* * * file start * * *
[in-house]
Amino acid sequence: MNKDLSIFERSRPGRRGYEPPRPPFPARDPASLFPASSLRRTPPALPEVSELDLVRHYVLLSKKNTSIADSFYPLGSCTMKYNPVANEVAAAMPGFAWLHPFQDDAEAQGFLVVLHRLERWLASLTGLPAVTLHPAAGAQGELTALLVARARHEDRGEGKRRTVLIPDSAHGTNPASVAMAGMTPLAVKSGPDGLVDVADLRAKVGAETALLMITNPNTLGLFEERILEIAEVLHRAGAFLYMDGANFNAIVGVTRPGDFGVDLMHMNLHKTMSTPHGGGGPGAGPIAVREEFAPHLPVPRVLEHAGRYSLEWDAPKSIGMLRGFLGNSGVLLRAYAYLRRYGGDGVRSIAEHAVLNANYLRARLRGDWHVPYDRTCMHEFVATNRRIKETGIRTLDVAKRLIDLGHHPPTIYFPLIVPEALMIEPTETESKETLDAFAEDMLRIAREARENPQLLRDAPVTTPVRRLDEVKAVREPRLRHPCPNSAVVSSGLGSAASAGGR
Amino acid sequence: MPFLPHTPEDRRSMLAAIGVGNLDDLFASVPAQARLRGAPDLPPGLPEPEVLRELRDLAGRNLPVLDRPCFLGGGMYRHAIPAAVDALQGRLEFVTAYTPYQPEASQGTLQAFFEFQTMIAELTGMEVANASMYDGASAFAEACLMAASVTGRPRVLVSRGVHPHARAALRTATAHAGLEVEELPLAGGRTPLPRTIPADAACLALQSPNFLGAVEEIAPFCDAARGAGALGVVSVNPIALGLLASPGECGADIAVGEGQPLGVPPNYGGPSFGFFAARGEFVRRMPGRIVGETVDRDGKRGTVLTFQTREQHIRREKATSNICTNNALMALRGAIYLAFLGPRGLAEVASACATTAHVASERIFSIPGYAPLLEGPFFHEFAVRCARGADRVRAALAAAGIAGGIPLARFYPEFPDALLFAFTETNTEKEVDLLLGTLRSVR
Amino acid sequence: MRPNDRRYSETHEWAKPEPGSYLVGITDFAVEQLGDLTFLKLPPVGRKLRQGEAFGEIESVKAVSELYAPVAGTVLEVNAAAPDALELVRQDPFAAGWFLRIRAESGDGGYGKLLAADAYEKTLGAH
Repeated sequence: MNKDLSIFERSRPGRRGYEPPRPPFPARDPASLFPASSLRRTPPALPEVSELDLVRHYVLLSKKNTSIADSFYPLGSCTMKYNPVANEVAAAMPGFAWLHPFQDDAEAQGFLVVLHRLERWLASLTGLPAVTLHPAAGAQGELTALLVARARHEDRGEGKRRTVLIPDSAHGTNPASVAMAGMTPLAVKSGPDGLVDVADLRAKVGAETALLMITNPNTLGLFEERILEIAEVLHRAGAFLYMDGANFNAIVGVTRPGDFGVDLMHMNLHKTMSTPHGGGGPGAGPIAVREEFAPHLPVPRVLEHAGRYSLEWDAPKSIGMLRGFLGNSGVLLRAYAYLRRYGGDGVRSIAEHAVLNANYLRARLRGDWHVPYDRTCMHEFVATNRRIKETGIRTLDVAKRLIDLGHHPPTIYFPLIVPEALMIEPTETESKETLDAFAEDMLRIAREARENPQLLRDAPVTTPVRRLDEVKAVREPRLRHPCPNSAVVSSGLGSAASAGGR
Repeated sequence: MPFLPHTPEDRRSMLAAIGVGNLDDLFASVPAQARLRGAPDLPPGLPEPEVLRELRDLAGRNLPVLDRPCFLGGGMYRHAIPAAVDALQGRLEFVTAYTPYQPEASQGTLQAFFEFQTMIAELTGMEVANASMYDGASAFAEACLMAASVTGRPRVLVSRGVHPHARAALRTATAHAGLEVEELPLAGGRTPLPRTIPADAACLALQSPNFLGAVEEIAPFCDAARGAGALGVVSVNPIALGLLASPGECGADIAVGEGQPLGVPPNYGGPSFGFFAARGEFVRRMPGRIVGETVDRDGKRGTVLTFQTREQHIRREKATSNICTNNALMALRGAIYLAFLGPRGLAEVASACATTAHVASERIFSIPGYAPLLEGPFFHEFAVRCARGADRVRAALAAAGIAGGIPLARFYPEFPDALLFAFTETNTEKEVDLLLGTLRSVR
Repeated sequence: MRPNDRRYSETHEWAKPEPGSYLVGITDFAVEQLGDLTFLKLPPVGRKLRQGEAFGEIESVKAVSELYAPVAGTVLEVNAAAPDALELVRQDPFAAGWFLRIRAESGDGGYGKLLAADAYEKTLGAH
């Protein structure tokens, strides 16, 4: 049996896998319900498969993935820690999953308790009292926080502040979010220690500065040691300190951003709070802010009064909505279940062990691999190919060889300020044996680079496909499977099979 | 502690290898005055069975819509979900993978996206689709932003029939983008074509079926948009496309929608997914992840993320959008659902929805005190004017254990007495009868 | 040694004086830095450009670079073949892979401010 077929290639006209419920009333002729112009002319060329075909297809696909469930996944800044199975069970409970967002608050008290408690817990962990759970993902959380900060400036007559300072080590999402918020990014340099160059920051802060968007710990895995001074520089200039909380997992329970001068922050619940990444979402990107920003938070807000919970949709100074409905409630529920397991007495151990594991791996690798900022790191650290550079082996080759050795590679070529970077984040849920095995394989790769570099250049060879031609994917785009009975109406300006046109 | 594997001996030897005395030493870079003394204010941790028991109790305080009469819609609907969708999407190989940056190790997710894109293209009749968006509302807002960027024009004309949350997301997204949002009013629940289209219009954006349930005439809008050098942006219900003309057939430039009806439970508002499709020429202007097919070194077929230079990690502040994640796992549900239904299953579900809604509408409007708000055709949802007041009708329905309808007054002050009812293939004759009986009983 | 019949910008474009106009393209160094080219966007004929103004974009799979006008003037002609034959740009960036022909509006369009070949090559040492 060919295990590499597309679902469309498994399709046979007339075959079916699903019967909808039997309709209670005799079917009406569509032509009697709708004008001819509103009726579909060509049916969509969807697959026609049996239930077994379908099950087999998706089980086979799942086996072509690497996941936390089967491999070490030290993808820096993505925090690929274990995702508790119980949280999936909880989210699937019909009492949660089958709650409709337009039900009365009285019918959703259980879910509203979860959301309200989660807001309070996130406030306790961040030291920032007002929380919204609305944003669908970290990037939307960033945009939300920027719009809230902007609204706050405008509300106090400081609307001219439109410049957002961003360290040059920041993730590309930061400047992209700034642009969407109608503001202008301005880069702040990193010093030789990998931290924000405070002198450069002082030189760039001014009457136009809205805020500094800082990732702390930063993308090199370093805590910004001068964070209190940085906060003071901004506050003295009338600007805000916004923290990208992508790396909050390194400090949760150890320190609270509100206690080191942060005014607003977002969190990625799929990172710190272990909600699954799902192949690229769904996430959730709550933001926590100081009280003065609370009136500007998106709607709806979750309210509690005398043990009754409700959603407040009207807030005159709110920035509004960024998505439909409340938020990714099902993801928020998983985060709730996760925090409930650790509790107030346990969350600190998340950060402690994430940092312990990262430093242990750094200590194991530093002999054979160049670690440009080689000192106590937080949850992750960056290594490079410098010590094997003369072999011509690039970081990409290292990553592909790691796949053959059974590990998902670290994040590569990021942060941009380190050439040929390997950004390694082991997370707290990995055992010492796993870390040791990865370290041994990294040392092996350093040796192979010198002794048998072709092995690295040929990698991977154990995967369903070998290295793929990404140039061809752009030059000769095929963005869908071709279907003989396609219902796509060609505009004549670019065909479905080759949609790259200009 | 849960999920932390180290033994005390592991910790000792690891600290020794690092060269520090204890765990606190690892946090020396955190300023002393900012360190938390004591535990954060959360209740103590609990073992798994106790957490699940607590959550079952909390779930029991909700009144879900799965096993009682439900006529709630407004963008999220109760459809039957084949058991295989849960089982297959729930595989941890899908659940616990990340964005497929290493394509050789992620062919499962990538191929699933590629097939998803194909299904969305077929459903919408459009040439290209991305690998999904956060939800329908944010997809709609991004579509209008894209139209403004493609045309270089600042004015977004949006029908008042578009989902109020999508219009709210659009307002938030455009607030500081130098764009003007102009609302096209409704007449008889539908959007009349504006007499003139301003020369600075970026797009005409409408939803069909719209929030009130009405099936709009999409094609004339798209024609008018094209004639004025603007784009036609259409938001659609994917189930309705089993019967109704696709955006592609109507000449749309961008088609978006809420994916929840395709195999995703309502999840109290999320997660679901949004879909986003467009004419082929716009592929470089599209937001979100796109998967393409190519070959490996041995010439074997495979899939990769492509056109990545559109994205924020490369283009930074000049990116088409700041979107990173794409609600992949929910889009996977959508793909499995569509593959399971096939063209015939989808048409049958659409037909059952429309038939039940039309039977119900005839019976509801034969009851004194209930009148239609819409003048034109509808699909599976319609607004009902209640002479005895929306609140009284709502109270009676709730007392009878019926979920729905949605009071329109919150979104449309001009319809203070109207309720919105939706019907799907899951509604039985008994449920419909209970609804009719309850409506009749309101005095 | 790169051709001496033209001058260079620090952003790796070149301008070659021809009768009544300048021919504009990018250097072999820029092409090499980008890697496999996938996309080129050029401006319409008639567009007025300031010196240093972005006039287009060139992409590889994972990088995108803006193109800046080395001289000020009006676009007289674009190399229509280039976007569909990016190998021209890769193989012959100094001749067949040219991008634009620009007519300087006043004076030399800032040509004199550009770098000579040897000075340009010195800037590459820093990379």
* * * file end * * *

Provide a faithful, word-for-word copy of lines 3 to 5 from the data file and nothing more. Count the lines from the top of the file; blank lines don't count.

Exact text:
Amino acid sequence: MPFLPHTPEDRRSMLAAIGVGNLDDLFASVPAQARLRGAPDLPPGLPEPEVLRELRDLAGRNLPVLDRPCFLGGGMYRHAIPAAVDALQGRLEFVTAYTPYQPEASQGTLQAFFEFQTMIAELTGMEVANASMYDGASAFAEACLMAASVTGRPRVLVSRGVHPHARAALRTATAHAGLEVEELPLAGGRTPLPRTIPADAACLALQSPNFLGAVEEIAPFCDAARGAGALGVVSVNPIALGLLASPGECGADIAVGEGQPLGVPPNYGGPSFGFFAARGEFVRRMPGRIVGETVDRDGKRGTVLTFQTREQHIRREKATSNICTNNALMALRGAIYLAFLGPRGLAEVASACATTAHVASERIFSIPGYAPLLEGPFFHEFAVRCARGADRVRAALAAAGIAGGIPLARFYPEFPDALLFAFTETNTEKEVDLLLGTLRSVR
Amino acid sequence: MRPNDRRYSETHEWAKPEPGSYLVGITDFAVEQLGDLTFLKLPPVGRKLRQGEAFGEIESVKAVSELYAPVAGTVLEVNAAAPDALELVRQDPFAAGWFLRIRAESGDGGYGKLLAADAYEKTLGAH
Repeated sequence: MNKDLSIFERSRPGRRGYEPPRPPFPARDPASLFPASSLRRTPPALPEVSELDLVRHYVLLSKKNTSIADSFYPLGSCTMKYNPVANEVAAAMPGFAWLHPFQDDAEAQGFLVVLHRLERWLASLTGLPAVTLHPAAGAQGELTALLVARARHEDRGEGKRRTVLIPDSAHGTNPASVAMAGMTPLAVKSGPDGLVDVADLRAKVGAETALLMITNPNTLGLFEERILEIAEVLHRAGAFLYMDGANFNAIVGVTRPGDFGVDLMHMNLHKTMSTPHGGGGPGAGPIAVREEFAPHLPVPRVLEHAGRYSLEWDAPKSIGMLRGFLGNSGVLLRAYAYLRRYGGDGVRSIAEHAVLNANYLRARLRGDWHVPYDRTCMHEFVATNRRIKETGIRTLDVAKRLIDLGHHPPTIYFPLIVPEALMIEPTETESKETLDAFAEDMLRIAREARENPQLLRDAPVTTPVRRLDEVKAVREPRLRHPCPNSAVVSSGLGSAASAGGR